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⚡ Welcome again to The Weekly Authority, the Android Authority newsletter that breaks down the top Android and tech news from the week. This week the 165th edition fills you in on everything tech you might have missed...
🎃 Halloween's right around the corner so I've been busy decorating the house while also watching all the Halloween films. The first one's still my favorite.
- The Pixel 6 and Pixel 6 Pro launched at Google’s Tuesday event, available to preorder now — despite the Google Store briefly going down — and on shelves October 28. Wondering how big it is compared to other phones? We’ve got some comparisons for both the Pixel 6 and the 6 Pro. And if you’re curious how the chip shapes up, check out our Google Tensor chip vs the Snapdragon 888 series comparison.
- The Pixel Pass lets you pick up a Pixel 6 plus extras for one monthly price, starting at $45 a month with a two-year commitment, only in the US for now.
- Meanwhile, Android 12 was finally released, but you might not be able to get it yet, unless you’ve got a Google phone. Google’s also planning to release more beta features starting in December.
- And Google will cut its Play Store fees for subscription-based apps from January 1, 2022: down to 15% from its blanket 30% cut.
- Apple Unleashed event on Monday saw the launch of new 14- and 16-inch MacBook Pros, and new chipsets M1 Pro and M1 Max, which are billed to further beat Intel. Also, AirPods 3, and more.
- But it looks like the chip shortage has finally hit Apple: orders for Apple’s newest products won’t ship until November or December.
- Samsung’s final Unpacked event of the year on Wednesday, which my colleagues agreed was easily its weakest and most pointless, saw the launch of new phones, just the “Galaxy Bespoke,” offering US customers over 49 color combinations to customize the Z Flip 3 Bespoke Edition and Watch 4.
- Meanwhile, a leak surfaced showing what seems to be a Galaxy S22 backplate — but take it with a huge grain of salt, and a chip rumor this week also suggested the phone would have two editions: an Exynos 2200 version and a Snapdragon 898 version. This could be bad news for US shoppers, as the Exynos 2200 chip, usually in models sold in Europe, reportedly comes with a new GPU made in partnership with AMD.
- It looks like the Galaxy S22 won’t get storage expansion either, a bit of a blow.
- Renders for the Galaxy Tab S8 also leaked this week.
- The Huawei Nova 9 launched at Thursday’s Huawei events in Europe, — it hits shelves in November for €499 and the starry blue finish is pretty eye-catching.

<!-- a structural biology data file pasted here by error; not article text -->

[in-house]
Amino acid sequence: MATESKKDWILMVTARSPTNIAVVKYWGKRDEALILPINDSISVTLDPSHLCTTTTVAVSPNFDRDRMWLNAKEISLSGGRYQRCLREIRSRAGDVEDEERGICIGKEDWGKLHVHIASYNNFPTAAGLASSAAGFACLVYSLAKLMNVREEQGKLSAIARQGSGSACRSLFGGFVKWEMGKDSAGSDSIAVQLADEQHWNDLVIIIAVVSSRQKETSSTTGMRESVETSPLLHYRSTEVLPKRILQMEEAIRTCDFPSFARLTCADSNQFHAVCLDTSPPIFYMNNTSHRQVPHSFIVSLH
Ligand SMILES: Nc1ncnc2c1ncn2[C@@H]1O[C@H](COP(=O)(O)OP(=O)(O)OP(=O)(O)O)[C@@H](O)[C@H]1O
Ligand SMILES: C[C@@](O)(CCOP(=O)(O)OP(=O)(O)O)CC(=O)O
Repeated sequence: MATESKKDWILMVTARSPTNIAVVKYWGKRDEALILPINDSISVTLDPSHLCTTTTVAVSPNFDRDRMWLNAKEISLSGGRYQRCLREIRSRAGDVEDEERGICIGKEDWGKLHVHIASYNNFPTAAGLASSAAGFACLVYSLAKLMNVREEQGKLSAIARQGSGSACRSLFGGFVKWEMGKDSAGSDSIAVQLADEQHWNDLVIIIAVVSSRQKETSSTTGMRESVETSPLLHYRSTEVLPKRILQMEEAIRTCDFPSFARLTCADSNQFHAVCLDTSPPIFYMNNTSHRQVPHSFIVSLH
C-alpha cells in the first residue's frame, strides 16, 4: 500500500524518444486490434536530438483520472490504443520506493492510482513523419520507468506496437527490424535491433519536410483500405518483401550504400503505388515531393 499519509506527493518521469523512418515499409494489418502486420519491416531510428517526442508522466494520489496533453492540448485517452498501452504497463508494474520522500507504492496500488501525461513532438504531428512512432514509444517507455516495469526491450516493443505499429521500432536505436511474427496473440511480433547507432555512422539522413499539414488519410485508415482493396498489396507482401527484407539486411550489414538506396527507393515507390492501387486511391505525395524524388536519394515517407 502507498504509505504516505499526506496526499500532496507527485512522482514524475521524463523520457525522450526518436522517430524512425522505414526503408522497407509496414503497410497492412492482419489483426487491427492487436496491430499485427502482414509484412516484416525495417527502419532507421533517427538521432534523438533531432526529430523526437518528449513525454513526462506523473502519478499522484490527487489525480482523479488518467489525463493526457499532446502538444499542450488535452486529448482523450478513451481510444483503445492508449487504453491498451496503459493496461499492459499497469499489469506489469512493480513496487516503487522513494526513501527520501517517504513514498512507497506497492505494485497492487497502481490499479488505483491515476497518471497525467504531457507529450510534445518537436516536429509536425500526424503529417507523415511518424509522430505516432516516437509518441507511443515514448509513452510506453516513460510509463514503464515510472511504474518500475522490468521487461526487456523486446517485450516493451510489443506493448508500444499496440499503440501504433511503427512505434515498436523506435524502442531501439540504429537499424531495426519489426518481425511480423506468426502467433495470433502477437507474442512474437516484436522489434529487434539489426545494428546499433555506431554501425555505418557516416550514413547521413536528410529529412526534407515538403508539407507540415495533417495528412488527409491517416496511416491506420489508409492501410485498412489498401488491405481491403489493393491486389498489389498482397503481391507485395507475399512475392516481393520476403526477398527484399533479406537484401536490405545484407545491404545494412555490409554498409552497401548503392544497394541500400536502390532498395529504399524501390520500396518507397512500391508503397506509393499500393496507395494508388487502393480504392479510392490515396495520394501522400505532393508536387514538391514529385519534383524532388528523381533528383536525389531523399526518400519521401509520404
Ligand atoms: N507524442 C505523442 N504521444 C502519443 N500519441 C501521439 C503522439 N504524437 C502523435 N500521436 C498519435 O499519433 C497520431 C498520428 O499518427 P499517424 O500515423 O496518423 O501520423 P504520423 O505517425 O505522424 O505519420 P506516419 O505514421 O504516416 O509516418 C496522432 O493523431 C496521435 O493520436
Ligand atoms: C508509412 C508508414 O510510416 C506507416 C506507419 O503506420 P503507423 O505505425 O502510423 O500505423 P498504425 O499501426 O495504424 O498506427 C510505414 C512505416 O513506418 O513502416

- Meanwhile, it looks like we’ll be waiting a while for the P50 Series global launch: some time at the beginning of next year, most likely.
- Microsoft released the first preview version of its Android app support in Windows 11: It works surprisingly well, but only for beta testers in the Windows Insider program, for now.
- And Surface Duo 2 reviews are in: It fixes a lot of the original Duo’s wrongs, but still feels like a device that doesn’t fulfill its $1,500 price tag by a longshot.
- OnePlus dropped the price of the OnePlus 9 series in the US, but only temporarily.
- Meanwhile, Oppo’s reportedly developing custom chipsets for its premium phones, could arrive by 2023 — and could reveal its first foldable next month.
- And the Redmi Note 11 will launch on October 28, may feature a quad rear camera, a 3.5mm headphone jack, and JBL speakers.
- Also this week: Facebook is rebranding and we could see a new name announced as early as Monday.
- Finally, this week in science: aided by stem cells, a lizard regenerates a perfect tail for the first time in more than 250 million years.
- Dune landed in cinemas and online on Thursday: big on spectacle but very much a “Part One” rather than a movie with a satisfying ending.
- A new trailer for The Batman is here, looking suitably dark and brooding.
- Night Teeth hit Netflix and it’s a pretty original take on vampire horror to get your teeth stuck into.
- And Squid Game is set to generate $900m in value for Netflix, but will we see a season 2?
- Also this week: Disney delayed several releases including the fifth Indiana Jones movie and the Black Panther sequel.
- The Day Before will also be coming to consoles, but only Xbox Series X and PS5, not PS4.
- Razer launches new gaming headsets, chairs, and a facemask at Razercon 2021: We’re eyeing the Razer Enki Pro.
- God of War is coming to PC in January: It’s finally listed on Steam, available on January 14.
- And PUBG: New State hits Android and iOS on November 11.
- Good news: You can finally reunite with your friends in New World as server transfers launch in all regions after weeks of delays, though now there’s a currency crisis causing prices for goods to drop.
- Google Pixel 6 hands-on: Bigger, bolder, and more divisive than expected — “Aesthetically, the Google Pixel 6 is likely to be a love-it-or-hate-it affair for most buyers.”
- Google Pixel 6 Pro hands-on: Taking the kitchen sink approach — One of Google’s most premium offerings with heavy-duty hardware and a fantastic screen.
- Fossil Gen 6 review: Fighting with one hand behind its back — More of a generalist’s smartwatch, and you’ll need to wait a year for the Wear OS 3 update.
- Apple iPad Mini (2021) review: This one’s just right — “The iPad Mini is easily the best small tablet on the market, finally offering something for everybody.”
- Huawei Watch 3 Pro review: Skin-deep beauty — Smart looking, but let down by sub-par fitness tracking and a sparse app ecosystem.